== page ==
Forward contracts: lock in today’s rates for the future

Forward contracts: lock in today’s rates for the future

Exchange rates move constantly. Forward contracts give your business the freedom and flexibility to take the unpredictability out of currency conversion and budget effectively to protect your profit margins from negative market movements. This means no more worrying about exchange rate volatility.

Regardless of which direction the market moves you will know the exact cost of the foreign currency amount you need when you are ready to make a transfer. The best part: you don’t have to pay anything until the currency is actually needed, keeping that cash free for other uses; in other words, planning and budgeting just got a little more stress-free.

Forward contracts are especially useful for businesses that forecast payables into the future. If a payment is coming in 90 days from now, there can be a lot of fluctuation in the currency market between now and then. But by locking in a rate today, you can plan for profits while protecting against market volatility.

How It Works?

Forward contracts are probably the most popular and efficient hedging tool. It allows profits to be protected from unfavorable market moves and allows you to lock in today’s spot exchange rate for a specified amount of currency at a future time.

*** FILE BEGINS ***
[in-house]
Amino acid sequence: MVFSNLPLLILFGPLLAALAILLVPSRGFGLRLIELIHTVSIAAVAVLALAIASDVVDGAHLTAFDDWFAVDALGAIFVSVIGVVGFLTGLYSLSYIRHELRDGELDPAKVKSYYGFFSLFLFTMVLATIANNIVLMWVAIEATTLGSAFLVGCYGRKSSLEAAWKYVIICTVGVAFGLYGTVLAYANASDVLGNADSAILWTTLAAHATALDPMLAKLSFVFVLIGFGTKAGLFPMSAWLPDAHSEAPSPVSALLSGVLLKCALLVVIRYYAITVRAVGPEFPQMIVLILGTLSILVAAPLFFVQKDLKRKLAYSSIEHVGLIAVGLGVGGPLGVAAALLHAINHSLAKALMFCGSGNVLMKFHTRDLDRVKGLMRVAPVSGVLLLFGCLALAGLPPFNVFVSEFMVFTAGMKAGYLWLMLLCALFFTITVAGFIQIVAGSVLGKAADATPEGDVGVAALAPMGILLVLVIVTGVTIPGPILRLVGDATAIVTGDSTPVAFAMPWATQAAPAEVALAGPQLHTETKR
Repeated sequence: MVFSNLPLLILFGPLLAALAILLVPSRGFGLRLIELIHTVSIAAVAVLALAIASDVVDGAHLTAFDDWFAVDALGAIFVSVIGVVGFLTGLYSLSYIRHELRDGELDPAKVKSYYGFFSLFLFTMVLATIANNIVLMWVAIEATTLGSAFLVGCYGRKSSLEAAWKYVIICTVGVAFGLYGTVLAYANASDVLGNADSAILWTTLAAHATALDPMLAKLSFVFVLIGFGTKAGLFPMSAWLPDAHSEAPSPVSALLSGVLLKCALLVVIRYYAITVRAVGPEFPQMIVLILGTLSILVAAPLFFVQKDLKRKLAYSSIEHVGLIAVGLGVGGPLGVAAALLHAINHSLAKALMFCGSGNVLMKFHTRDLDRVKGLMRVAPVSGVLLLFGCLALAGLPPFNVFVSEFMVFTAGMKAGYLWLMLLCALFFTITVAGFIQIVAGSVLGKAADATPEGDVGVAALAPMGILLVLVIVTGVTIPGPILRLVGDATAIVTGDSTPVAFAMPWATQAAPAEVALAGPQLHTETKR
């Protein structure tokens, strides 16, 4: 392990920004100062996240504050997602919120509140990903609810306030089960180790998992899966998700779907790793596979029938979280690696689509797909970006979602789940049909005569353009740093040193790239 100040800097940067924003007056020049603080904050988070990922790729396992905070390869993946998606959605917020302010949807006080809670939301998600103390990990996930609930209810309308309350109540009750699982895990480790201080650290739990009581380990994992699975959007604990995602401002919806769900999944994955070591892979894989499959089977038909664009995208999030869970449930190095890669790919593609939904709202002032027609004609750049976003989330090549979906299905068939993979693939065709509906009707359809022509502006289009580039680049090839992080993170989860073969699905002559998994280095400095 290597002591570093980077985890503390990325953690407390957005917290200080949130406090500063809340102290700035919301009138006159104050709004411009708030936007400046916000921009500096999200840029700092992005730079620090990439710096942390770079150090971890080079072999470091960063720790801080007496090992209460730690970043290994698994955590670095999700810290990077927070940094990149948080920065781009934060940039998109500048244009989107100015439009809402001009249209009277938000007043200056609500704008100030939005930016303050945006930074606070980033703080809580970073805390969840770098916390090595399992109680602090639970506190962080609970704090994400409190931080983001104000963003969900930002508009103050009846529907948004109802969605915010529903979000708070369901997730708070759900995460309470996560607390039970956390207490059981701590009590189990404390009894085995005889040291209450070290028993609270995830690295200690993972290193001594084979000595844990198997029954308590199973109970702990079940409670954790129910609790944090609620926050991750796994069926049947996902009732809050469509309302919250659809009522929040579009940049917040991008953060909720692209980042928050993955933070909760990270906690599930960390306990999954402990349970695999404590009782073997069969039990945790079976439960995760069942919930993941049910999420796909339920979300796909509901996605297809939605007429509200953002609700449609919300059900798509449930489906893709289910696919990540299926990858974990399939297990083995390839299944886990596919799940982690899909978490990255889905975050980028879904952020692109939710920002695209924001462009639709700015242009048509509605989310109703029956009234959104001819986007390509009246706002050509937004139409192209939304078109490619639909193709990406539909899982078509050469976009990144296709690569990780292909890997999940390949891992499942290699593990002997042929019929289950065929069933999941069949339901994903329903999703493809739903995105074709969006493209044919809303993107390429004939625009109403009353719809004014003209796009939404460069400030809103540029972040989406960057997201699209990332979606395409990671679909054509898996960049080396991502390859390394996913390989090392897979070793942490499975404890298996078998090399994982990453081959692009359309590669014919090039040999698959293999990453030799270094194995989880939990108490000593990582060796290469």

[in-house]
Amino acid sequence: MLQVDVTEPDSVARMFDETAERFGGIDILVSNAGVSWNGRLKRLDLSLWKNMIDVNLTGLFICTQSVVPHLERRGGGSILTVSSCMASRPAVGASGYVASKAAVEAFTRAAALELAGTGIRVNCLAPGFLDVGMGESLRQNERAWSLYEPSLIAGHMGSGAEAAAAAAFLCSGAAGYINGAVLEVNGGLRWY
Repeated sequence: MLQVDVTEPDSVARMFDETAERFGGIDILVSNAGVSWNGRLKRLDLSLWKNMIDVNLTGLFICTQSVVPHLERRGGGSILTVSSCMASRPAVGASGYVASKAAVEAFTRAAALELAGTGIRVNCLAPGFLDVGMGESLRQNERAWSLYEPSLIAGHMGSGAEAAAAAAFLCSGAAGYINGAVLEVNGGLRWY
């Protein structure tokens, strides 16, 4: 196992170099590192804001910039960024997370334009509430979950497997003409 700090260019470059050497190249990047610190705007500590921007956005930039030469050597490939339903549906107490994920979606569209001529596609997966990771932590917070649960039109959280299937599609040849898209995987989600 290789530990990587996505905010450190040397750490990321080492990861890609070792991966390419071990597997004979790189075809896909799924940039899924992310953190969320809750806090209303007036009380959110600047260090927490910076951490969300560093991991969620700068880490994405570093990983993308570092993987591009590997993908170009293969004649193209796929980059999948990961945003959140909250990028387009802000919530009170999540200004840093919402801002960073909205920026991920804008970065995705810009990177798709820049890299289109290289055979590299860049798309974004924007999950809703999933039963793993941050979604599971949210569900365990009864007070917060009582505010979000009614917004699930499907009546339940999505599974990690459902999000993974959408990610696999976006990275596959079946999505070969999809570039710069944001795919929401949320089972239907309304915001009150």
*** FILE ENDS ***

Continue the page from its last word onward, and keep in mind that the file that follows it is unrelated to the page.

For example, if today’s Euro/US Dollar forward rate is 1.19 and you have an invoice or a project that requires payment of €100,000 in 60 days, you can lock in a forward for delivery in 60 days for a cost of USD $119,000.

You lock in the rate now and pay the full amount 60 days later. This protects the invoiced amount from any change in the Euro cost when it comes time to pay and frees your current cash balances because you pay for the forward in 60 days, not when you agree to buy it. If you did nothing and the USD/Euro rate increases to 1.30 in 60 days, your cost is USD $130,000, an increase of $11,000. Forwards solve this problem and ensure that foreign currency costs are consistent with your budget. This way you easily avoid the 5% to 15% price increase your foreign suppliers add to their U.S. dollar prices, and you also protect your budget against exchange-rate volatility.

The only risk you have after buying a forward is the opportunity cost of the dollar increasing in value. For instance, if the dollar increases in value against the Euro (say 1.16 in the Euro example or USD $116,000) and you did not buy a forward contract, you would have been better off waiting. However, buying a forward eliminates the risk of an unknown future. In the end it depends on your company’s tolerance for risk.


Since none of us have a crystal ball to accurately predict the future, guessing the future currency rates is a gamble that is best avoided. A forward purchasing policy gives a company structured guidelines to follow when protecting its budget continuously over time. So, the projected budgeted profits are constantly protected. That why It’s important to stress that often doing nothing is more risky than hedging your risk with a forward.

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